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PPL electric rate to rise in June

By: Scott Kraus |

PPL Utilities customers hoping for a break on their electric rates this summer are out of luck.

The Allentown-based utility will increase the rate it charges for electricity by 3.2 percent this summer, the Pennsylvania Public Utility Commission announced Wednesday. The company had originally predicted a summer decrease.

The rate hike will apply only to customers who have decided to keep PPL as their electricity supplier, rather than switch to another provider. Customers of other suppliers will pay the rates set by those companies.

PPL purchases electricity in several installments, and rates in the final auction increased unexpectedly, said spokesman Bryan Hay.

“It was higher energy costs going into a higher demand period in the summer,” he said.

About 53 percent of PPL’s 1.23 million residential customers purchase their electric supply from PPL rather than a competitive supplier. Hay said the utility encourages customers to shop rates on the PUC’s price comparison website PAPowerswitch.com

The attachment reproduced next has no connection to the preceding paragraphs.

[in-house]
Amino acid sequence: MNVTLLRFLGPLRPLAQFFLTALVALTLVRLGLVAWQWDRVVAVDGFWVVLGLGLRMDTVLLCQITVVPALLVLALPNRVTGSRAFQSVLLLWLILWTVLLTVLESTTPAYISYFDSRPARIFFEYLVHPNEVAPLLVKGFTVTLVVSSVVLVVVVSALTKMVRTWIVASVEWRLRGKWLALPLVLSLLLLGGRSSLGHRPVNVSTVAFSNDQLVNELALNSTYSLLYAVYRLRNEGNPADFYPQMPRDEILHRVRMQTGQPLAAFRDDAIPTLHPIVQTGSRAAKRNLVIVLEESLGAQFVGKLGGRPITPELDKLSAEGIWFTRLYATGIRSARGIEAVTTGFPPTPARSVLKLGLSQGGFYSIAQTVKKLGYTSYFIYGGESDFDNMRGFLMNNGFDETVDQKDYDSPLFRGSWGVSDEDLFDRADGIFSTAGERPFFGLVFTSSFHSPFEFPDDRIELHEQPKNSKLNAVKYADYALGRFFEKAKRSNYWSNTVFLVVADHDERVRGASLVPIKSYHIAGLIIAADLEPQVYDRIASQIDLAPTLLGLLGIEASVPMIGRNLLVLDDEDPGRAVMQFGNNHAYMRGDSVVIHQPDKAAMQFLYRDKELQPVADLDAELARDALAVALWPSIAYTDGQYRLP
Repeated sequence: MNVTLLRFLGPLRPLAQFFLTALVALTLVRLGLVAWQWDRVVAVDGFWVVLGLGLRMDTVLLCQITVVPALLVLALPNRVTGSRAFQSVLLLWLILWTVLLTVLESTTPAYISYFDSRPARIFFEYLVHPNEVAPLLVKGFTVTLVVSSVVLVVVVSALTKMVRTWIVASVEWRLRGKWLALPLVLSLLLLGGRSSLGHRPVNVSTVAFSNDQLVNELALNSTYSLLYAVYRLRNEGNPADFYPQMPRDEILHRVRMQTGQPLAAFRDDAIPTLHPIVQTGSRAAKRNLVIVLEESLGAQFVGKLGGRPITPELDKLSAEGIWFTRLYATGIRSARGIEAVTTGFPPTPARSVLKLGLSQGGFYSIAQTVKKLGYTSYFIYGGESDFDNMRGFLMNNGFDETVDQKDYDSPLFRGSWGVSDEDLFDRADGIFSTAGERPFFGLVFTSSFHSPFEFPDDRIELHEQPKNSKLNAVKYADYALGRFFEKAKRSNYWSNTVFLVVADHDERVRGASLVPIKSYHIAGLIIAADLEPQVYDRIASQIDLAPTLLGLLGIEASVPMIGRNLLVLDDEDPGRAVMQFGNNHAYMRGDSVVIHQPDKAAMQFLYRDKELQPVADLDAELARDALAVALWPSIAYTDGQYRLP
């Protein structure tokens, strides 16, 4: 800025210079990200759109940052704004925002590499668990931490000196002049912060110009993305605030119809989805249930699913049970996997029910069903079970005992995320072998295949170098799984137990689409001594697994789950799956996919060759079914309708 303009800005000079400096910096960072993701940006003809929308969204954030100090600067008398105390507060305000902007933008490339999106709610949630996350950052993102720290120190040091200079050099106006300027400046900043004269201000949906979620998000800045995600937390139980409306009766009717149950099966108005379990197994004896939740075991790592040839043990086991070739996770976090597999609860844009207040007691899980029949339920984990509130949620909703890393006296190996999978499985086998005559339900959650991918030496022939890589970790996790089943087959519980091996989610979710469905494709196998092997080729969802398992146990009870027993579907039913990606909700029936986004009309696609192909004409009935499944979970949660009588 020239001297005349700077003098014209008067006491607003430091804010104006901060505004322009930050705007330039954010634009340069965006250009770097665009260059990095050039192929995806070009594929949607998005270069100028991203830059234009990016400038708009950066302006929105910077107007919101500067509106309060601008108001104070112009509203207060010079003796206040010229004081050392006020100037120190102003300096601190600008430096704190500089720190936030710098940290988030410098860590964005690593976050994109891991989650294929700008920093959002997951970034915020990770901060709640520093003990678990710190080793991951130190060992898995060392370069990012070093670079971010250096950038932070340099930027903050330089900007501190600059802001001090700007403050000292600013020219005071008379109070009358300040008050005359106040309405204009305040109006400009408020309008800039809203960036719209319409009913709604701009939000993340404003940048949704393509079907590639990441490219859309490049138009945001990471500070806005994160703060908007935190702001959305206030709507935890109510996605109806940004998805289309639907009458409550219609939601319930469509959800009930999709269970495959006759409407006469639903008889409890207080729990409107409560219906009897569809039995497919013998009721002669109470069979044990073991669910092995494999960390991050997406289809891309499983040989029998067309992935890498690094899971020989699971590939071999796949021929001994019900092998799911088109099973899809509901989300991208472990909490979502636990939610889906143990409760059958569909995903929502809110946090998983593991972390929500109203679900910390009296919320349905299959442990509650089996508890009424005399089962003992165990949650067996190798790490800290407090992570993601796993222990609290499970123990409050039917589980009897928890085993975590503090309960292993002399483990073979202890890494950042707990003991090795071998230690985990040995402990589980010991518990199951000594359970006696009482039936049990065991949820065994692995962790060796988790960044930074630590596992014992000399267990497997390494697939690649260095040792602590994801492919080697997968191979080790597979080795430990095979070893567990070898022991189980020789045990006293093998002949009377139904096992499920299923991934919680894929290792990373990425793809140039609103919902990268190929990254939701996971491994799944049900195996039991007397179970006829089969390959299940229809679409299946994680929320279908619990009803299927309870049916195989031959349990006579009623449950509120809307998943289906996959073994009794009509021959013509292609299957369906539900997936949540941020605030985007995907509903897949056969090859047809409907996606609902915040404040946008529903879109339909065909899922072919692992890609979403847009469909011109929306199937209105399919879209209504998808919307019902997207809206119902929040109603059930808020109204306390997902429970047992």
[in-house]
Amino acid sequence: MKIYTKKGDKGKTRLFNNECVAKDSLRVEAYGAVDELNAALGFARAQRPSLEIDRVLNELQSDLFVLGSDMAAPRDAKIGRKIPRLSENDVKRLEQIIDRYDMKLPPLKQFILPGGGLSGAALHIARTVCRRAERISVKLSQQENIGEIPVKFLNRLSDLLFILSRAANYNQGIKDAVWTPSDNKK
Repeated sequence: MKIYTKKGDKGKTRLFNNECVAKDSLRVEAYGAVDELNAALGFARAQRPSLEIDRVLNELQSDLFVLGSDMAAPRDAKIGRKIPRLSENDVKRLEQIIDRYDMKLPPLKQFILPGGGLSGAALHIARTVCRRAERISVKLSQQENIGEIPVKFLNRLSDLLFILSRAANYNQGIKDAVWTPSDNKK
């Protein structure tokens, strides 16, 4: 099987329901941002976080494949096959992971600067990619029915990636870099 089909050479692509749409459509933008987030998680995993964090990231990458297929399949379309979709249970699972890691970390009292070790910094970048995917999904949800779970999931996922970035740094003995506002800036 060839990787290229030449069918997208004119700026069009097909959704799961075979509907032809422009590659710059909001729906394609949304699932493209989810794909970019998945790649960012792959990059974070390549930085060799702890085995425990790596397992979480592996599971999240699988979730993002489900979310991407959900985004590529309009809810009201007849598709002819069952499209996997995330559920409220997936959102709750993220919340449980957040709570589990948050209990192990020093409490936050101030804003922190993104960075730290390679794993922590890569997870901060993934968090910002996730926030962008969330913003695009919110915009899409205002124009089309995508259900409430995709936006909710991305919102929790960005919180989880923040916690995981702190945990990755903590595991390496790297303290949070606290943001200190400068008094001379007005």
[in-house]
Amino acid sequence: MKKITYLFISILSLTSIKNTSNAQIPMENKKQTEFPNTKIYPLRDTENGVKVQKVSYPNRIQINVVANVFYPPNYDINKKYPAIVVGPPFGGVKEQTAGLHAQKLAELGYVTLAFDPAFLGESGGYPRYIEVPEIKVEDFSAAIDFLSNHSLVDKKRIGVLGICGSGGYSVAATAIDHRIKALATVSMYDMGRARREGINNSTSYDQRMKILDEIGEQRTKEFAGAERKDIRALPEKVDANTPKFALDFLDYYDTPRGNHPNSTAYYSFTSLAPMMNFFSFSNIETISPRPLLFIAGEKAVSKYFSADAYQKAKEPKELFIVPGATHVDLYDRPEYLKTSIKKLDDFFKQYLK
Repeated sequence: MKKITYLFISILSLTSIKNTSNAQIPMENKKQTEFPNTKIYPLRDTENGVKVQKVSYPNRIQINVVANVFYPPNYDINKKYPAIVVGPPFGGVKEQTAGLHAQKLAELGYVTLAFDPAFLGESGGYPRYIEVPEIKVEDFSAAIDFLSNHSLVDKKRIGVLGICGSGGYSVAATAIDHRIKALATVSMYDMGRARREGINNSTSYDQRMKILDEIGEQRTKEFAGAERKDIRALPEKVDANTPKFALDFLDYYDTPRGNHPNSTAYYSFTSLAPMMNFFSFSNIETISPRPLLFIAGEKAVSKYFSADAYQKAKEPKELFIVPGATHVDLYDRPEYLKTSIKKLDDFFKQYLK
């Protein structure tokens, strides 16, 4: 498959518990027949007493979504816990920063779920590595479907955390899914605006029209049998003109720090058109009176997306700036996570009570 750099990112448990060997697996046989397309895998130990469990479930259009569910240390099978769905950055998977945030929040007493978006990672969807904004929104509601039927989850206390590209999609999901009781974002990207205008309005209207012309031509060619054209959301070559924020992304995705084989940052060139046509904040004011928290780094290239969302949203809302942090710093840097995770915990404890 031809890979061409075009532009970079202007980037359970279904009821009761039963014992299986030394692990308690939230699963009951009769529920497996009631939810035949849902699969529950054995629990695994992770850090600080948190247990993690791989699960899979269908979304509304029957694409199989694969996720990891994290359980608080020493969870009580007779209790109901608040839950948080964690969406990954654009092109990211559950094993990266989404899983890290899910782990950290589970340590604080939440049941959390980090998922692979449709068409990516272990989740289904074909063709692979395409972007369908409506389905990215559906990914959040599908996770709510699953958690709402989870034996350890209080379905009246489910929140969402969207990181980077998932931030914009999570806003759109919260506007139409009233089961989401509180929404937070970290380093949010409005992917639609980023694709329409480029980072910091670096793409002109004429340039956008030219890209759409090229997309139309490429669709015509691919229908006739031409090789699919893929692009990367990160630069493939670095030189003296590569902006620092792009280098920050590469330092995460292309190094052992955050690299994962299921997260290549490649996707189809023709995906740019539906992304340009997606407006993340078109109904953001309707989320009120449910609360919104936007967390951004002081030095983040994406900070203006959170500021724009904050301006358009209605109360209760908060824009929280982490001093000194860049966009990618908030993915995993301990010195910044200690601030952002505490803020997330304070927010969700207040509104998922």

The 3.2 percent increase is second-lowest hike in the state for June behind PECO Energy, which will cut its rates 2.2 percent.

Some of the rate hikes are much higher. Met-Ed, for example, will increase rates 25 percent in June. West Penn Power customers will see a 50.6 percent increase.

Despite that, PPL’s base rate of 8.754 cents per kilowatt hour for the quarter beginning June 1 remains second highest in the state behind PECO’s 8.77 cents.

If you’re a small business customer, there’s some good news. Your price to compare will be 9.585 cents per kilowatt-hour, that’s a decrease from the current 10.391 cents per kilowatt hour.

Because it can take 11 to 40 days to switch electricity providers under current Public Utility Commission rules, PPL customers will not be able to avoid the June 1 increase. Those who act now should be able to switch suppliers before their July billing period.

The PUC has proposed new rules that would accelerate the process of switching suppliers. They are scheduled to be considered by the state’s Independent Regulatory Review Commission on Thursday.